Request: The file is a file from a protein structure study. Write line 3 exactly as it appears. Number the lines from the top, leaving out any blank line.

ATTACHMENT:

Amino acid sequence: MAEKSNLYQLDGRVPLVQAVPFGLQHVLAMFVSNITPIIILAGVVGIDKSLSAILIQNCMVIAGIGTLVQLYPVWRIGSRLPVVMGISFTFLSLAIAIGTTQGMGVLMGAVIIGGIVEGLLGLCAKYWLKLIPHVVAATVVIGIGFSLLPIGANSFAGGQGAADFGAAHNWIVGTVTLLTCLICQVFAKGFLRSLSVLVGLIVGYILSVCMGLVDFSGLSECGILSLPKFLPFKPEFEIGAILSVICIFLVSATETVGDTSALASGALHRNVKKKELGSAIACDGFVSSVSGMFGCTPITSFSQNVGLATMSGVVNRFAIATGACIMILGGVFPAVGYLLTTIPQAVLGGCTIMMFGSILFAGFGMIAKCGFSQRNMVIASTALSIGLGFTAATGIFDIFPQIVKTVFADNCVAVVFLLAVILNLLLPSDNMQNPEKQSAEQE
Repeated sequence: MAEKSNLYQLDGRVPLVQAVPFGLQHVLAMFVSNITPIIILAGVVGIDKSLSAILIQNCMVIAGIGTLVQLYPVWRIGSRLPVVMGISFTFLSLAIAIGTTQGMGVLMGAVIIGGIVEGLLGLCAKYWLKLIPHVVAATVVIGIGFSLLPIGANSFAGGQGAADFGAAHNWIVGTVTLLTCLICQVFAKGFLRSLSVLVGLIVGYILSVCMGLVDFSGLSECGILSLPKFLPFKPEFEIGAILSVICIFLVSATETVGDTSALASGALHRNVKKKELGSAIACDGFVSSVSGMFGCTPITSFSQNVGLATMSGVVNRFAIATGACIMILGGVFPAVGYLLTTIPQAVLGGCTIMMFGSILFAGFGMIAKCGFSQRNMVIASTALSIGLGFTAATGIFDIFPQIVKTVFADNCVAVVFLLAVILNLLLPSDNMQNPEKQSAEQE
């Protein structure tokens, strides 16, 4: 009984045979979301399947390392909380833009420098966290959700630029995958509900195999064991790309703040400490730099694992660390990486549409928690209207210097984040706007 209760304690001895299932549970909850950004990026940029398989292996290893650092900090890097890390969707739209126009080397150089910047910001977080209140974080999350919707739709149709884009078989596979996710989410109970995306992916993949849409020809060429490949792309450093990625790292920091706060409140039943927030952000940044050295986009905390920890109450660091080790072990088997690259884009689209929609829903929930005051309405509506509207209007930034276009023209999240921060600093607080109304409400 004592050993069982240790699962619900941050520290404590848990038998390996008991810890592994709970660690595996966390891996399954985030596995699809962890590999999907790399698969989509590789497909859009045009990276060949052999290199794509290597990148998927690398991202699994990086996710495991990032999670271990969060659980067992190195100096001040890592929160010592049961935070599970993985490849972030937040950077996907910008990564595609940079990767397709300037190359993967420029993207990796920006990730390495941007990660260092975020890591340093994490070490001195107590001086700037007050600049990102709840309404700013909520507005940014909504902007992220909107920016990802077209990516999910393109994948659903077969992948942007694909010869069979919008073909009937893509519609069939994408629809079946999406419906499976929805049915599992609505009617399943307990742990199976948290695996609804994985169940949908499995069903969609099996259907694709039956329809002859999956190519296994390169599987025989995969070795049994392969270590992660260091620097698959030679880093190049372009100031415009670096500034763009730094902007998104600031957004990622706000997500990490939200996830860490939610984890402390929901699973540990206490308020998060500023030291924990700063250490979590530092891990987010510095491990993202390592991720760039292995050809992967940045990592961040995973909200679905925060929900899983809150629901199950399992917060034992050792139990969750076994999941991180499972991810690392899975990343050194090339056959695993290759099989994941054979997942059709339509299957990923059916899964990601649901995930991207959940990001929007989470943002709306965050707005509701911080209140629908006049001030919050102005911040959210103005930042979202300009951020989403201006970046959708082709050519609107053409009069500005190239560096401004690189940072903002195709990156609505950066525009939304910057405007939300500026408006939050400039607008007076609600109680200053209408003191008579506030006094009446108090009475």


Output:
């Protein structure tokens, strides 16, 4: 009984045979979301399947390392909380833009420098966290959700630029995958509900195999064991790309703040400490730099694992660390990486549409928690209207210097984040706007 209760304690001895299932549970909850950004990026940029398989292996290893650092900090890097890390969707739209126009080397150089910047910001977080209140974080999350919707739709149709884009078989596979996710989410109970995306992916993949849409020809060429490949792309450093990625790292920091706060409140039943927030952000940044050295986009905390920890109450660091080790072990088997690259884009689209929609829903929930005051309405509506509207209007930034276009023209999240921060600093607080109304409400 004592050993069982240790699962619900941050520290404590848990038998390996008991810890592994709970660690595996966390891996399954985030596995699809962890590999999907790399698969989509590789497909859009045009990276060949052999290199794509290597990148998927690398991202699994990086996710495991990032999670271990969060659980067992190195100096001040890592929160010592049961935070599970993985490849972030937040950077996907910008990564595609940079990767397709300037190359993967420029993207990796920006990730390495941007990660260092975020890591340093994490070490001195107590001086700037007050600049990102709840309404700013909520507005940014909504902007992220909107920016990802077209990516999910393109994948659903077969992948942007694909010869069979919008073909009937893509519609069939994408629809079946999406419906499976929805049915599992609505009617399943307990742990199976948290695996609804994985169940949908499995069903969609099996259907694709039956329809002859999956190519296994390169599987025989995969070795049994392969270590992660260091620097698959030679880093190049372009100031415009670096500034763009730094902007998104600031957004990622706000997500990490939200996830860490939610984890402390929901699973540990206490308020998060500023030291924990700063250490979590530092891990987010510095491990993202390592991720760039292995050809992967940045990592961040995973909200679905925060929900899983809150629901199950399992917060034992050792139990969750076994999941991180499972991810690392899975990343050194090339056959695993290759099989994941054979997942059709339509299957990923059916899964990601649901995930991207959940990001929007989470943002709306965050707005509701911080209140629908006049001030919050102005911040959210103005930042979202300009951020989403201006970046959708082709050519609107053409009069500005190239560096401004690189940072903002195709990156609505950066525009939304910057405007939300500026408006939050400039607008007076609600109680200053209408003191008579506030006094009446108090009475």